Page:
Axial diffusivity


Apparent diffusion coefficient


Amplitude of low frequency fluctuations


Amyotrophic lateral sclerosis


Amyotrophic lateral sclerosis functional rating scale


Amyotrophic lateral sclerosis functional rating scale revised


Combined assessment of function and survival






Cerebro spinal fluid


Cortico-spinal tract(s)


Diffusion tensor imaging


Fractional anisotropy


Functional magnetic resonance imaging


Gamma aminobutyric acid






Glutamine and glutamate




Mean diffusivity


Magnetic resonance imaging


Magnetic resonance spectroscopy




Neurimaging symposium in amyotrophic lateral sclerosis




Parkinson’s disease


Posterior limb of internal capsule


Quantitative susceptibility mapping


Radial diffusivity


Susceptibility weighted imaging


Voxel-based morphometry


  1. 1.

    Bensimon G, Lacomblez L, Meininger V. A controlled trial of riluzole in amyotrophic lateral sclerosis. ALS/Riluzole Study Group. N Engl J Med. 1994;330(9):585–91.

    CAS  PubMed  Google Scholar 

  2. 2.

    Soriani M-H, Desnuelle C. Épidémiologie de la SLA. Rev Neurol (Paris). 2009;165(8–9):627–40.

    Google Scholar 

  3. 3.

    Beghi E, Logroscino G, Chiò A, Hardiman O, Mitchell D, Swingler R, et al. The epidemiology of ALS and the role of population-based registries. Biochim Biophys Acta (BBA) - Mol Basis Dis. 2006;1762(11–12):1150–7.

    CAS  Google Scholar 

  4. 4.

    Mitchell JD, Borasio GD. Amyotrophic lateral sclerosis. Lancet. 2007;369(9578):2031–41.

    CAS  PubMed  Google Scholar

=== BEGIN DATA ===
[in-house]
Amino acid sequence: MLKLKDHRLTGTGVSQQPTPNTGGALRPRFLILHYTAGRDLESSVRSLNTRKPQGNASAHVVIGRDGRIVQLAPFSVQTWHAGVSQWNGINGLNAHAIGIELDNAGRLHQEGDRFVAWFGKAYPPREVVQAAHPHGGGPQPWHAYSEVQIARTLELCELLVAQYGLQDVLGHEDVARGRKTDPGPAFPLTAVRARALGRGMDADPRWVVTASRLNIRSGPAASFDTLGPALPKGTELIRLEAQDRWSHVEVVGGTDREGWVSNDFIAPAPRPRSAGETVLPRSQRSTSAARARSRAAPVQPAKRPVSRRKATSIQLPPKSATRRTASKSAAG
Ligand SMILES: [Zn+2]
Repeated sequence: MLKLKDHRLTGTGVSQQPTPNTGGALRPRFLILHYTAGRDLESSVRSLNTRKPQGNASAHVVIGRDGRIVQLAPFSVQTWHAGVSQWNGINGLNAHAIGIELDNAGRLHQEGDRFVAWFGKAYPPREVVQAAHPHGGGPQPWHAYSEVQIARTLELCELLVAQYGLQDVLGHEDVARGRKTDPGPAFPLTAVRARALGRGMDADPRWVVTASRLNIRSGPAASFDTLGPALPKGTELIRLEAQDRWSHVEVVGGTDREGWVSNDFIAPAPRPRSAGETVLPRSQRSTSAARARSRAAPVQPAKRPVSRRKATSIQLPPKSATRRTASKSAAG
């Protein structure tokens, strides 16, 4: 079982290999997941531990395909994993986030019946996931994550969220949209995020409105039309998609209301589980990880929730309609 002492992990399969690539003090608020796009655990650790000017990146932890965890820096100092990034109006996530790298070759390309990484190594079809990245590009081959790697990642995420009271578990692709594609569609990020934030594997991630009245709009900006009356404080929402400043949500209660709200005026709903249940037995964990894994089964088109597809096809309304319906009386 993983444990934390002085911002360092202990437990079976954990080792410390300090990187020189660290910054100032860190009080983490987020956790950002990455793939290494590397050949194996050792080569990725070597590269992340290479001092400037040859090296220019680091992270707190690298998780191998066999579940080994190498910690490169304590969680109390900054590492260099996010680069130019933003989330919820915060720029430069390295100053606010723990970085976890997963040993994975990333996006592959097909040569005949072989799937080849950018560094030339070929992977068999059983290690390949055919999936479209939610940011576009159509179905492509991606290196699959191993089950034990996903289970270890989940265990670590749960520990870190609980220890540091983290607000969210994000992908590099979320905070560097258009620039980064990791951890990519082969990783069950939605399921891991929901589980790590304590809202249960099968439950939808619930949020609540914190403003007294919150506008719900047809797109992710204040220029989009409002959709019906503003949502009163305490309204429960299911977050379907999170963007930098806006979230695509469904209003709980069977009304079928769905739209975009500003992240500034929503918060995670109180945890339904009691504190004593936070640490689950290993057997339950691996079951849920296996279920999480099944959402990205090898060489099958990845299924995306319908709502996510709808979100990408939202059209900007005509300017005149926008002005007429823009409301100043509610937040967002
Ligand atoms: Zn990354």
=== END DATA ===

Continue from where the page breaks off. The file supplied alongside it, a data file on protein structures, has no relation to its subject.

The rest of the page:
5. 5.

    Turner MR, Bowser R, Bruijn L, Dupuis L, Ludolph A, Mcgrath M, et al. Mechanisms, models and biomarkers in amyotrophic lateral sclerosis. Amyotroph Lateral Scler Front Degener. 2013;14(S1):19–32.

    Google Scholar 

  6. 6.

    Devos D, Moreau C, Devedjian JC, Kluza J, Petrault M, Laloux C, et al. Targeting Chelatable Iron as a Therapeutic Modality in Parkinson’s Disease. Antioxid Redox Signal. 2014;21(2):195–210.

    CAS  PubMed  PubMed Central  Google Scholar 

  7. 7.

    Kwan JY, Jeong SY, Van Gelderen P, Deng H-X, Quezado MM, Danielian LE, et al. Iron Accumulation in Deep Cortical Layers Accounts for MRI Signal Abnormalities in ALS: Correlating 7 Tesla MRI and Pathology. Ashizawa T, editor. PLoS ONE. 2012 Apr 17;7(4):e35241.

  8. 8.

    Jeong SY, Rathore KI, Schulz K, Ponka P, Arosio P, David S. Dysregulation of Iron Homeostasis in the CNS Contributes to Disease Progression in a Mouse Model of Amyotrophic Lateral Sclerosis. J Neurosci. 2009;29(3):610–9.

    CAS  PubMed  Google Scholar